This unfinished, partly mirror-glass-clad Caracas office block has been a cause celebre for those few architects more interested in social than architectural change: years after being abandoned, it was squatted by a tightly organised group of citizens, creating a “vertical slum”. After years with the tacit support of the Chávez and Maduro governments, it is now being sold to Chinese developers and its inhabitants rehoused elsewhere. It remains an exceptional example of a skyscraper being claimed by the masses, rather than by big business.

Homeland: inside the real Tower of David in Venezuela

Centro Financiero Confinanzas also known as Torre de David (the Tower of David), is an unfinished skyscraper in Caracas, the capital of Venezuela. It is the third highest skyscraper in the country after the twin towers of Parque Central Complex. The construction of the tower began in 1990 but was halted in 1994 due to the Venezuelan banking crisis. As of 2014, the building remains incomplete and is occupied by squatters.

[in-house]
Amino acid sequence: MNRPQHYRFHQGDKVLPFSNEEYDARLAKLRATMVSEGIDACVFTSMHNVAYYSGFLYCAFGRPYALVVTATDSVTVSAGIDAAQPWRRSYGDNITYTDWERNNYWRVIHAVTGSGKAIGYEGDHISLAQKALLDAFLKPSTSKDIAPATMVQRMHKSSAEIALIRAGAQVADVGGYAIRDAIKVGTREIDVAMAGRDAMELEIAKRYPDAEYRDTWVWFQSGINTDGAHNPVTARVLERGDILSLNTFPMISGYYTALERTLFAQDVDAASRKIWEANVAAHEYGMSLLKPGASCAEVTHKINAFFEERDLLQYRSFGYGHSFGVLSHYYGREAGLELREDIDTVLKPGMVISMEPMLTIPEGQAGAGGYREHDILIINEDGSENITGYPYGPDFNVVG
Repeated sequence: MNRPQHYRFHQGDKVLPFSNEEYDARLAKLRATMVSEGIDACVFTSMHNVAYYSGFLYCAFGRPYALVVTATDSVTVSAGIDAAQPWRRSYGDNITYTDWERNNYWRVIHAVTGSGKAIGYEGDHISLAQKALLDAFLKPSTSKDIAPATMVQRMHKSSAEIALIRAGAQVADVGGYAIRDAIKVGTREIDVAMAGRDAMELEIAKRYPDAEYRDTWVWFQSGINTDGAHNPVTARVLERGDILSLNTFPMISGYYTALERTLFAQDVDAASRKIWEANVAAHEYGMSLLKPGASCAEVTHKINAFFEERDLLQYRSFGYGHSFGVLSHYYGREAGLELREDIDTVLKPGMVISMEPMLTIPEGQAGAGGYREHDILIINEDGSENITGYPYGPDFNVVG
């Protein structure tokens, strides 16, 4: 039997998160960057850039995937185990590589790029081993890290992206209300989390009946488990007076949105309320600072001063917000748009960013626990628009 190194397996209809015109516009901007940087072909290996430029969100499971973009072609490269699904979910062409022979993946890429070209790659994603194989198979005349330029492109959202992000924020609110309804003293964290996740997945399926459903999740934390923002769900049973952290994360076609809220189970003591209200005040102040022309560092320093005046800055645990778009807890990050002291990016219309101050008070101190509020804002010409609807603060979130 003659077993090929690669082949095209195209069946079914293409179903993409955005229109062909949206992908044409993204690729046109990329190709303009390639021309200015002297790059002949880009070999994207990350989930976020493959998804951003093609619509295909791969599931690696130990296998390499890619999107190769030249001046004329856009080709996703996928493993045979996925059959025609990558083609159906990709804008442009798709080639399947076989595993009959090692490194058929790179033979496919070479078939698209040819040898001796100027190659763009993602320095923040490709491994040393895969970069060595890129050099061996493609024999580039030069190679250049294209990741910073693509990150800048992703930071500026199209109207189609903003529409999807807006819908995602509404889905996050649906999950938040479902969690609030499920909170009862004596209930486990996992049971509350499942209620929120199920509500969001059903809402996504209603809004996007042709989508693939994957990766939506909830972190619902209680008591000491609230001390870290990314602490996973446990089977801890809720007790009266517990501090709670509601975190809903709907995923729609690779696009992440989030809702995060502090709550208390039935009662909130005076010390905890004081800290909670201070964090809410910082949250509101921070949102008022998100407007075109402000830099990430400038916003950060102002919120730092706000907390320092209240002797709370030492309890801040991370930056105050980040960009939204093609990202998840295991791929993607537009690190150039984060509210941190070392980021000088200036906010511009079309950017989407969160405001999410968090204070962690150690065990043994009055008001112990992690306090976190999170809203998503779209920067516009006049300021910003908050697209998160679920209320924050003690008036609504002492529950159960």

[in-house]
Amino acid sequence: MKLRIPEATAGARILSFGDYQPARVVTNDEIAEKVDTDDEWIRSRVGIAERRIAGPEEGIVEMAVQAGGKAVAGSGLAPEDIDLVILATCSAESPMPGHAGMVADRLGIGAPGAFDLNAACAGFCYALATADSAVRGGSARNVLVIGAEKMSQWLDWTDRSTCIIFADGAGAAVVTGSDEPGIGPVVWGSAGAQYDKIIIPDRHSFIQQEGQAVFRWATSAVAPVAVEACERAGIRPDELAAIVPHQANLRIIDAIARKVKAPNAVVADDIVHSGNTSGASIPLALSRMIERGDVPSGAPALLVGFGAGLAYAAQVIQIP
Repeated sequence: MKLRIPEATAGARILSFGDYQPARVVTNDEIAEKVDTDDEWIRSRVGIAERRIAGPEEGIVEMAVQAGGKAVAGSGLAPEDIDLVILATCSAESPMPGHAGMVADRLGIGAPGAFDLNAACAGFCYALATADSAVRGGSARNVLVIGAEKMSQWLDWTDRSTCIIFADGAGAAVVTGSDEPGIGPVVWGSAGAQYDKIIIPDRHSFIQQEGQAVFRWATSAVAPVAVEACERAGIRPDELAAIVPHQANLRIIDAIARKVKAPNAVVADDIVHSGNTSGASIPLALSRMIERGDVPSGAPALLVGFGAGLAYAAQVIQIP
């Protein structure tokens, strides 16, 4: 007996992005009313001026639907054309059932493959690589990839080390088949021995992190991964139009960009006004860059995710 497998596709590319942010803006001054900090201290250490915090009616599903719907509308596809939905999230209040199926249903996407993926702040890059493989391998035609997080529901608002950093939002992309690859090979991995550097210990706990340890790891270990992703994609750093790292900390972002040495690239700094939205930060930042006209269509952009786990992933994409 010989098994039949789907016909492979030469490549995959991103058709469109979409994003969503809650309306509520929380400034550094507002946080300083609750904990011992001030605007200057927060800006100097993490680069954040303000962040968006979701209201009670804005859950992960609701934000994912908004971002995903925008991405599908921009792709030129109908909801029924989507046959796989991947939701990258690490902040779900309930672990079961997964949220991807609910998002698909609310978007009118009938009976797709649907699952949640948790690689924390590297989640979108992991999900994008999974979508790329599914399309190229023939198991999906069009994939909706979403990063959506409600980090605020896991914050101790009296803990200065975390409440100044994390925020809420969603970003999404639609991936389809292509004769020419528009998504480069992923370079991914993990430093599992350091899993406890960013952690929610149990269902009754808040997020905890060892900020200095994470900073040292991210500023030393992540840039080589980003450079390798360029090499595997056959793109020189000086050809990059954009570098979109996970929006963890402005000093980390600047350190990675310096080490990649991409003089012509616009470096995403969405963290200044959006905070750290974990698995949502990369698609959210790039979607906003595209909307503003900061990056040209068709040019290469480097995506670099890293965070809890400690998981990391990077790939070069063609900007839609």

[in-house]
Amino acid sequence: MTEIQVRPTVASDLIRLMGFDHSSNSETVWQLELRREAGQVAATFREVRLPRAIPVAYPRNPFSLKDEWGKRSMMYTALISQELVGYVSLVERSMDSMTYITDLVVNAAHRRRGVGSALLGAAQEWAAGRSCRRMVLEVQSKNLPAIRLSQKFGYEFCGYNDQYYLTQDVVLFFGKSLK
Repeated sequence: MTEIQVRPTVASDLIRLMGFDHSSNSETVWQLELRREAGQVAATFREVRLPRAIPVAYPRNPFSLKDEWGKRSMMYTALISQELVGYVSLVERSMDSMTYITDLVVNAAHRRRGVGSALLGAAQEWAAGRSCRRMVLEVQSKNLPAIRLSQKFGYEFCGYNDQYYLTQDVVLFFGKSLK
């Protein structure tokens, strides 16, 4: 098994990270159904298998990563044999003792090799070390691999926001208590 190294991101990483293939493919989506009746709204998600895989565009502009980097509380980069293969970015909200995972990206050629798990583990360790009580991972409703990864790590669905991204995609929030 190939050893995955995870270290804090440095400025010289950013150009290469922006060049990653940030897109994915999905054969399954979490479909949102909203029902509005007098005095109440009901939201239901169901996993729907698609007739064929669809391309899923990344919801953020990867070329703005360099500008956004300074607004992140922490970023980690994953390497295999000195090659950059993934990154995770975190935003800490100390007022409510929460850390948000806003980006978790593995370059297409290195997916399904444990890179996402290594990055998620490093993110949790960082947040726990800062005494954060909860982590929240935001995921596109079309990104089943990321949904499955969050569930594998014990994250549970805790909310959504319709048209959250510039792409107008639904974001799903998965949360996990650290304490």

[…]

This tower in downtown Caracas is nicknamed “Torre de David” after David Brillembourg, the tower’s main investor who died in 1993. During the banking crisis of 1994, the government took control of the building and it has not been worked on since. The building lacks elevators, installed electricity, running water, balcony railing, windows and even walls in many places.[1]

Venezuela’s massive housing shortage led to occupation of the building by squatters in October 2007. Residents have improvised basic utility services, with water reaching all the way up to the 22nd floor. They can use motorcycles to travel up and down the first 10 floors, but must use the stairs for the remaining levels.[2] The residents live up to the 28th floor, with many bodegas[1] and even an unlicensed dentist[1] also operating in the building. Some residents even have cars, parked inside of the building’s parking garage. Seven hundred families comprising over 2,500 residents live in the tower today.[1][3][4][5]

The complex has six buildings: El Atrio (Lobby and conference room), Torre A that is 190m tall and stands at 45-stories still includes a heliportTorre BEdificio KEdificio Z, and 12 stories of parking.

http://en.wikipedia.org/wiki/Centro_Financiero_Confinanzas

David Trotter reviews ‘Lifted’ by Andreas Bernard, translated by David Dollenmayer · LRB 3 July 2014

David Trotter reviews ‘Lifted’ by Andreas Bernard, translated by David Dollenmayer · LRB 3 July 2014.